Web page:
Notes

Acknowledgments

We are grateful to Katherine D. Bardsley of the Wyoming State Veterinary Laboratory for providing the T. foetus clinical isolates used in the current study.

Consent to publication

Not applicable.

Authors’ contributions

AD and CY conceived the study and analyzed the data. YJ performed the experiments. CY drafted the manuscript. All authors read and approved the final version of the manuscript.

Funding

The study was supported in part by the USDA Hatch fund WYO-463-11 (CY) and Wyoming Livestock Board MOU (CY). Publication cost of this article was provided by the Center One of Ross University School of Veterinary Medicine. The funding source played no roles in the design of the study and collection, analysis, and interpretation of data and in writing the manuscript.

Ethics approval and consent to participate

Not applicable.

Competing interests

The authors declare that they have no competing interests.

References

  1. 1.
    Alexander GI. An outbreak of bovine trichomoniasis in Queensland and its control. Aus Vet J. 1953;29:61–6.CrossRefGoogle Scholar
  2. 2.
    Clark BL, Parsonson IM, Dufty JH. Letter: infection of bulls with Tritrichomonas foetus through mating with infected heifers. Aust Vet J. 1974;50:180.CrossRefGoogle Scholar
  3. 3.
    Coker KE, Lim JJ, Schleisman RL, Vosloo C, French HM, Samper JC, Callanan JJ, Gilbert RO, Sithole F, Yao C, Chapwanya A. Freedom from Tritrichomonas foetus infection in cattle in St. Kitts. Trop Anim Health Prod. 2018;50:1171–3.CrossRefGoogle Scholar
  4. 4.
    Collantes-Fernández E, Mendoza-Ibarra JA, Pedraza-Díaz S, Rojo-Montejo S, Navarro-Lozano V, Sánchez-Sánchez R, Ruiz-Santa-Quiteria JA, Ortega-Mora LM, Osoro K. Efficacy of a control program for bovine trichomonosis based on testing and culling infected bulls in beef cattle managed under mountain pastoral systems of northern Spain. Vet J. 2014;200:140–5.CrossRefGoogle Scholar
  5. 5.
    Girard YA, Rogers KH, Woods LW, Chouicha N, Miller WA, Johnson CK. Dual-pathogen etiology of avian trichomonosis in a declining band-tailed pigeon population. Infect Genet Evol. 2014;24:146–56.CrossRefGoogle Scholar
  6. 6.
    Grellet A, Brunopolack, Feugier A, Boucraut-Baralon C, Grandjean D, Vandewynckel L, Cian A, Meloni D, Viscogliosi E. Prevalence, risk factors of infection and molecular characterization of trichomonads in puppies from French breeding kennels. Vet Parasitol. 2013;197:418–26.CrossRefGoogle Scholar
  7. 7.
    Iatta R, Buonfrate D, Paradies P, Cavalera MA, Capogna A, Iarussi F, Slapeta J, Giorli G, Trerotoli P, Bisoffi Z, Otranto D. Occurrence, diagnosis and follow-up of canine strongyloidiosis in naturally infected shelter dogs. Parasitology. 2019;146:246–52.CrossRefGoogle Scholar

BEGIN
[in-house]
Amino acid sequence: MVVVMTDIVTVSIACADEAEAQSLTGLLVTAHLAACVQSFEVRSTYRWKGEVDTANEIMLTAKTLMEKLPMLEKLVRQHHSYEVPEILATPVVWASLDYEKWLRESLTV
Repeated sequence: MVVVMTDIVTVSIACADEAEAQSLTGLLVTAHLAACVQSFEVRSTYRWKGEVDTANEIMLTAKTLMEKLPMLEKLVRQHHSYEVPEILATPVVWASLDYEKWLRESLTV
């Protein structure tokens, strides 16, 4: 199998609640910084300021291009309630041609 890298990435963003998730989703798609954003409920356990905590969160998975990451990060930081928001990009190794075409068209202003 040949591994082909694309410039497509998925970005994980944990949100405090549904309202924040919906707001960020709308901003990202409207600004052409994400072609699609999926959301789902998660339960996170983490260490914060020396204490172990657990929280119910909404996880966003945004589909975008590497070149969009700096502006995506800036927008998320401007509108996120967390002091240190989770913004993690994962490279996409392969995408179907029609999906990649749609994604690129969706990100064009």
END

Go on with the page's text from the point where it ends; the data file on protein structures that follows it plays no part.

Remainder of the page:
8. 8.
    Jin Y, Schumaker B, Logan J, Yao C. Risk factors associated with bovine trichomoniasis in beef cattle identified by a questionnaire. J Med Microbiol. 2014;63:896–902.CrossRefGoogle Scholar
  9. 9.
    Li W-C, Wang K, Zhang W, Wu J, Gu Y-F, Zhang X-C. Prevalence and molecular characterization of intestinal trichomonads in pet dogs in East China. Korean J Parasitol. 2016;54:703–10.CrossRefGoogle Scholar
  10. 10.
    Lun ZR, Chen XG, Zhu XQ, Li XR, Xie MQ. Are Tritrichomonas foetus and Tritrichomonas suis synonyms? Trends Parasitol. 2005;21:122–5.CrossRefGoogle Scholar
  11. 11.
    Mendoza-Ibarra JA, Pedraza-Diaz S, Garcia-Pena FJ, Rojo-Montejo S, Ruiz-Santa-Quiteria JA, San Miguel-Ibanez E, Navarro-Lozano V, Ortega-Mora LM, Osoro K, Collantes-Fernandez E. High prevalence of Tritrichomonas foetus infection in Asturiana de la Montana beef cattle kept in extensive conditions in northern Spain. Vet J. 2012;193:146–51.CrossRefGoogle Scholar
  12. 12.
    Midlej V, Pereira-Neves A, Kist LW, Bogo MR, Benchimol M. Ultrastructural features of Tritrichomonas mobilensis and comparison with Tritrichomonas foetus. Vet Parasitol. 2011;182:171–80.CrossRefGoogle Scholar
  13. 13.
    Miro G, Hernandez L, Montoya A, Arranz-Solis D, Dado D, Rojo-Montejo S, Mendoza-Ibarra JA, Ortega-Mora LM, Pedraza-Diaz S. First description of naturally acquired Tritrichomonas foetus infection in a Persian cattery in Spain. Parasitol Res. 2011;109:1151–4.CrossRefGoogle Scholar
  14. 14.
    Mostegl MM, Richter B, Nedorost N, Maderner A, Dinhopl N, Kubber-Heiss A, Weissenbock H. Identification of a putatively novel trichomonad species in the intestine of a common quail (Coturnix coturnix). Vet Parasitol. 2012;183:369–72.CrossRefGoogle Scholar
  15. 15.
    Navarathnam ES. A new species of Tritrichomonas from the caecum of the bird Coturnix coturnix Linneaus. Riv Parassitol. 1970;31:9–14.PubMedGoogle Scholar
  16. 16.
    Parsonson IM, Clark BL, Dufty JH. Early pathogenesis and pathology of Tritrichomonas foetus infection in virgin heifers. J Comp Pathol. 1976;86:59–66.CrossRefGoogle Scholar
  17. 17.
    Skirrow S. Identification of trichomonad-carrier cows. J Am Vet Med Assoc. 1987;191:553–4.PubMedGoogle Scholar
  18. 18.
    Slapeta J, Muller N, Stack CM, Walker G, Lew-Tabor A, Tachezy J, Frey CF. Comparative analysis of Tritrichomonas foetus (Riedmuller, 1928) cat genotype, T. foetus (Riedmuller, 1928) cattle genotype and Tritrichomonas suis (Davaine, 1875) at 10 DNA loci. Int J Parasitol. 2012;42:1143–9.CrossRefGoogle Scholar
  19. 19.